The aptly named “Crusher in the Tushar” promises to be unlike any other bicycle race in the United States – and possibly even the world, says event promoter and former pro road and mountain bike racer Burke Swindlehurst.
In its inaugural year, the 79-mile, point-to-point race from Beaver, Utah, to the ski resort at Eagle Point on July 16 will traverse equal parts dirt and pavement. Featuring more than 12,000 feet of climbing, it ascends Utah’s highest road (elevation: 11,500 feet), explores the stunning backcountry of the state’s little-known Tushar Mountains, and winds its way through Fishlake National Forest.
“I specifically designed the course not to suit any particular type of bike,” said Swindlehurst, who works part time as an assistant director for the Bissell Pro Cycling Team. “I want to see cyclocross bikes, mountain bikes, and bastardized road bike hybrids – whatever they think it will take on two wheels to tackle it. But there is one rule – you can’t change bikes at any point.”
The course features a nearly perfect 50/50 split between pavement and dirt fire-road sectors which allow riders to explore the stunning back country of Utah’s little-known Tushar Mountains and Fishlake National Forest.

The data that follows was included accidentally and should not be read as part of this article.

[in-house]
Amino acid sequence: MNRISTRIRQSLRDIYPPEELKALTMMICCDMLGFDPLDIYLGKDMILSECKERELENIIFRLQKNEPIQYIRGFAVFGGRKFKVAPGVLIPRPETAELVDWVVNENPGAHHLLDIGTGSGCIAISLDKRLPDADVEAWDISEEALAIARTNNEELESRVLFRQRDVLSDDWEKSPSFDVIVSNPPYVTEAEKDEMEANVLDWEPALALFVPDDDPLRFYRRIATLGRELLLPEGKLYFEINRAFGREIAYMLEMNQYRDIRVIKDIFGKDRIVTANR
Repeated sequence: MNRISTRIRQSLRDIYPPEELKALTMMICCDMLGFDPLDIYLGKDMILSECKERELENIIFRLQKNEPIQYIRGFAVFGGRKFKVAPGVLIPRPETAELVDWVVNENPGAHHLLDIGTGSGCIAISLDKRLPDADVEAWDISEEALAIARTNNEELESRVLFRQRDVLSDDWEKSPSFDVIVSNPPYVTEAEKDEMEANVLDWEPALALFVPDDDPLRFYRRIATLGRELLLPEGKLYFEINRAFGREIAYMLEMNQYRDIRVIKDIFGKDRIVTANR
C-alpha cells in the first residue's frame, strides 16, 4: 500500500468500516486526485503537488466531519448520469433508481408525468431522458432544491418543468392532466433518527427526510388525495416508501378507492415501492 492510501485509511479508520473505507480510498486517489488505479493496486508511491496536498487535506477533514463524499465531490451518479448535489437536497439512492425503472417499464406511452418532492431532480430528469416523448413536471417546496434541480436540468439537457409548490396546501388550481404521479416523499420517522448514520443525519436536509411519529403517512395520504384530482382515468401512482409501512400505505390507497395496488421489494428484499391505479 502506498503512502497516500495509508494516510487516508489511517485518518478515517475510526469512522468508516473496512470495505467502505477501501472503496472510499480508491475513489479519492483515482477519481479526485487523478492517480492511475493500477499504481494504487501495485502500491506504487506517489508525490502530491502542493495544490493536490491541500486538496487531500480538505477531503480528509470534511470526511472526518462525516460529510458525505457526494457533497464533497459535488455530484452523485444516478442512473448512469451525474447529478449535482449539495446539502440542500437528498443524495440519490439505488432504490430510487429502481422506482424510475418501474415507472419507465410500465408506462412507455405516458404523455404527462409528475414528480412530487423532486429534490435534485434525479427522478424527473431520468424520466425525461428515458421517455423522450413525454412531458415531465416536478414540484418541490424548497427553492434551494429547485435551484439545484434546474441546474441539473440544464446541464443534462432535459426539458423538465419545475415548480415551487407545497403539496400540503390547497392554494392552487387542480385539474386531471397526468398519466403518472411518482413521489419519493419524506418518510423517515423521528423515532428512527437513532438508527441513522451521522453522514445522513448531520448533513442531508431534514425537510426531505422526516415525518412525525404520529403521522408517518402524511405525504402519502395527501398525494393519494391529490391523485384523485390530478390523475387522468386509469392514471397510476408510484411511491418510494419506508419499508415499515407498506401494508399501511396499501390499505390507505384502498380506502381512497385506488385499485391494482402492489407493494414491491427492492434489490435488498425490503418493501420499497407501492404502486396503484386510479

With this in mind, Swindlehurst mentioned a few particulars that may appeal to or even be an advantage to cyclocross racers. “Road gates and snow on the upper course will definitely create the need to dismount, and likely run, a number of times. Mud will also be a factor due to snow melt and run off.”
Registration is open already for this competitive event on www.athlete360.com, and the field will be limited to 325 riders. The $135 entry fee includes service at four well-stocked aid stations, an event swag bag, a custom commemorative number plate and a post-event lunch and raffle at Eagle Point Resort. Although similar to the growing number of dirt and mixed-terrain gran fondo rides, this event is a serious race. Prizes will be awarded to category winners and the men’s and women’s open/pro division champions will each receive a $1000 cash prize.
The appeal of a race like this is not lost on cyclocross riders and mountain bike riders in the West. With 85 riders already registered from Utah, Texas, Colorado, Washington, and Oregon the competition should be accomplished and diverse.
More details about the course, input on which type of bicycle to use, and some FAQs are available on the event website: www.tusharcrusher.com.